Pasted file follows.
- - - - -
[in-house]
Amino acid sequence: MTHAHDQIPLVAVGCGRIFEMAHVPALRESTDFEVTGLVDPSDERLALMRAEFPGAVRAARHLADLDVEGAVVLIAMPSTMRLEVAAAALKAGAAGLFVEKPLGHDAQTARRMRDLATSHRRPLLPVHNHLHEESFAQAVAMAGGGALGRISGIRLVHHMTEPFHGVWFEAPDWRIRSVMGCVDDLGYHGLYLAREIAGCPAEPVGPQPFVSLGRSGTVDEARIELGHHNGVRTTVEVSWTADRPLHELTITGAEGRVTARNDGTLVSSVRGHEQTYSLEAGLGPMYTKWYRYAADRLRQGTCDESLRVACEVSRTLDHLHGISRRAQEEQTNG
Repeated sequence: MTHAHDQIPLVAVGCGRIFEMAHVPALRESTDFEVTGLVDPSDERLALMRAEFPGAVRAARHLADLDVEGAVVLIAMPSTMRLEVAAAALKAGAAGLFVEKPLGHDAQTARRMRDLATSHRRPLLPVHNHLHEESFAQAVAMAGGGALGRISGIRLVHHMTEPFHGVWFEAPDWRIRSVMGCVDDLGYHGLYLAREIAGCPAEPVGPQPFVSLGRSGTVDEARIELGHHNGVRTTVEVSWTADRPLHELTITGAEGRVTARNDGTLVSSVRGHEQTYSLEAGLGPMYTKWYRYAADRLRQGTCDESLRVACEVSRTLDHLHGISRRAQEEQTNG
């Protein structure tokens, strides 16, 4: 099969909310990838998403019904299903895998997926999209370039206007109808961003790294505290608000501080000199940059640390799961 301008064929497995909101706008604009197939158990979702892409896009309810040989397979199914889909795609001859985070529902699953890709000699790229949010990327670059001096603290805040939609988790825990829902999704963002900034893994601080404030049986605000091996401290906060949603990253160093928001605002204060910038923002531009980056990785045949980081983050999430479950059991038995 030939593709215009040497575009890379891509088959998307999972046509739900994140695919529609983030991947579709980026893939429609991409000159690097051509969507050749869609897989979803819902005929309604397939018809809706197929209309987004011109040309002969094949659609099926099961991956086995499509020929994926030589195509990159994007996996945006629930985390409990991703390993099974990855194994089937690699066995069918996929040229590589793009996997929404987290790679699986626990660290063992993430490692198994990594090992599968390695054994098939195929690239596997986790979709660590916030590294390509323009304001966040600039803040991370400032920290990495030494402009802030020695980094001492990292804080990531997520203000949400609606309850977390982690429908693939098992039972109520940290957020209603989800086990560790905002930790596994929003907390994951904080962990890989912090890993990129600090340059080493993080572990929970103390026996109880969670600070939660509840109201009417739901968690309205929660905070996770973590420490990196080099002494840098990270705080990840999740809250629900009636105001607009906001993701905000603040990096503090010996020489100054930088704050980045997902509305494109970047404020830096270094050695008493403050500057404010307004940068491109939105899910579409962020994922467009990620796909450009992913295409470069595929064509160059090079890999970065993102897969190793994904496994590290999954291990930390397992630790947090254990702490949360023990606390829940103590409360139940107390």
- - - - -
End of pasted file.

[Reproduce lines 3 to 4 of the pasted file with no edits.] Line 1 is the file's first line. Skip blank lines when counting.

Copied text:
Repeated sequence: MTHAHDQIPLVAVGCGRIFEMAHVPALRESTDFEVTGLVDPSDERLALMRAEFPGAVRAARHLADLDVEGAVVLIAMPSTMRLEVAAAALKAGAAGLFVEKPLGHDAQTARRMRDLATSHRRPLLPVHNHLHEESFAQAVAMAGGGALGRISGIRLVHHMTEPFHGVWFEAPDWRIRSVMGCVDDLGYHGLYLAREIAGCPAEPVGPQPFVSLGRSGTVDEARIELGHHNGVRTTVEVSWTADRPLHELTITGAEGRVTARNDGTLVSSVRGHEQTYSLEAGLGPMYTKWYRYAADRLRQGTCDESLRVACEVSRTLDHLHGISRRAQEEQTNG
């Protein structure tokens, strides 16, 4: 099969909310990838998403019904299903895998997926999209370039206007109808961003790294505290608000501080000199940059640390799961 301008064929497995909101706008604009197939158990979702892409896009309810040989397979199914889909795609001859985070529902699953890709000699790229949010990327670059001096603290805040939609988790825990829902999704963002900034893994601080404030049986605000091996401290906060949603990253160093928001605002204060910038923002531009980056990785045949980081983050999430479950059991038995 030939593709215009040497575009890379891509088959998307999972046509739900994140695919529609983030991947579709980026893939429609991409000159690097051509969507050749869609897989979803819902005929309604397939018809809706197929209309987004011109040309002969094949659609099926099961991956086995499509020929994926030589195509990159994007996996945006629930985390409990991703390993099974990855194994089937690699066995069918996929040229590589793009996997929404987290790679699986626990660290063992993430490692198994990594090992599968390695054994098939195929690239596997986790979709660590916030590294390509323009304001966040600039803040991370400032920290990495030494402009802030020695980094001492990292804080990531997520203000949400609606309850977390982690429908693939098992039972109520940290957020209603989800086990560790905002930790596994929003907390994951904080962990890989912090890993990129600090340059080493993080572990929970103390026996109880969670600070939660509840109201009417739901968690309205929660905070996770973590420490990196080099002494840098990270705080990840999740809250629900009636105001607009906001993701905000603040990096503090010996020489100054930088704050980045997902509305494109970047404020830096270094050695008493403050500057404010307004940068491109939105899910579409962020994922467009990620796909450009992913295409470069595929064509160059090079890999970065993102897969190793994904496994590290999954291990930390397992630790947090254990702490949360023990606390829940103590409360139940107390």